The polar curve

(1)

that can be used for angle trisection . It was devised by Ceva in 1699, who termed it the cycloidum anomalarum (Loomis 1968, p. 29).
It has Cartesian equation

(2)

It has area

(3)

and arc length

(OEIS A138497 ), with , where , , and are complete
elliptic integrals of the first , second ,
and third , respectively.

The arc length function is a slightly complicated expression that can be expressed in closed form in terms of elliptic functions, and the curvature
is given by

(6)

See also Angle Trisection ,

Cycloid ,

Trisectrix
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References Loomis, E. S. "The Cycloid of Ceva." §2.7 in The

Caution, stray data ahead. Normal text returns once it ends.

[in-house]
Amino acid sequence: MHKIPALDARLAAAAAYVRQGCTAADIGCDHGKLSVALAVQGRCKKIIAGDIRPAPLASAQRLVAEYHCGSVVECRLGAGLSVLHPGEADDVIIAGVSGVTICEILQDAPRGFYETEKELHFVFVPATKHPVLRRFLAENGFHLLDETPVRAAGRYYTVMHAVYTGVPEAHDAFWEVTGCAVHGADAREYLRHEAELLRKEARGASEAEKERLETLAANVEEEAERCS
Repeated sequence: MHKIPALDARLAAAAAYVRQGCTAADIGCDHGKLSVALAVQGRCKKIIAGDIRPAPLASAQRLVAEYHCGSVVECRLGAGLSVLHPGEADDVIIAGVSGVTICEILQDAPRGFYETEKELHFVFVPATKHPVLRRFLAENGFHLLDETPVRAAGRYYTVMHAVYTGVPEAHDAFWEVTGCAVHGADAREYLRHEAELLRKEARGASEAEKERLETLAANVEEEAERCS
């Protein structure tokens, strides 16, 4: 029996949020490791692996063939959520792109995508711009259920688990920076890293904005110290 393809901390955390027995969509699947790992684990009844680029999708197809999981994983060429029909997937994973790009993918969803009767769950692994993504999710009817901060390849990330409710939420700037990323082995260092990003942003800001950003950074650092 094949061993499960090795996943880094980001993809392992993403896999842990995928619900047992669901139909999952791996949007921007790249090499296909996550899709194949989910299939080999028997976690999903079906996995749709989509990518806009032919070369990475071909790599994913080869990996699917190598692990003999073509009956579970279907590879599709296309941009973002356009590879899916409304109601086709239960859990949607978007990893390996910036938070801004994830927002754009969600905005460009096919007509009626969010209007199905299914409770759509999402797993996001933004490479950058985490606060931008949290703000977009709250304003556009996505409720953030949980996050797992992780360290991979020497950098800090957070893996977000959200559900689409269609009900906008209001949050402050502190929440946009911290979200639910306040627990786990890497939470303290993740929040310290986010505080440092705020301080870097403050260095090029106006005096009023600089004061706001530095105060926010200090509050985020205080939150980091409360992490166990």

Pythagorean Proposition: Its Demonstrations Analyzed and Classified and Bibliography
of Sources for Data of the Four Kinds of "Proofs," 2nd ed. Reston,
VA: National Council of Teachers of Mathematics, pp. 29-30, 1968. Loy,
J. "Trisection of an Angle." http://www.jimloy.com/geometry/trisect.htm#curves . Sloane,
N. J. A. Sequence A138497 in "The
On-Line Encyclopedia of Integer Sequences." Yates, R. C. The
Trisection Problem. Reston, VA: National Council of Teachers of Mathematics,
1971.
Cite this as:
Weisstein, Eric W. "Cycloid of Ceva."
From MathWorld --A Wolfram Web Resource. https://mathworld.wolfram.com/CycloidofCeva.html

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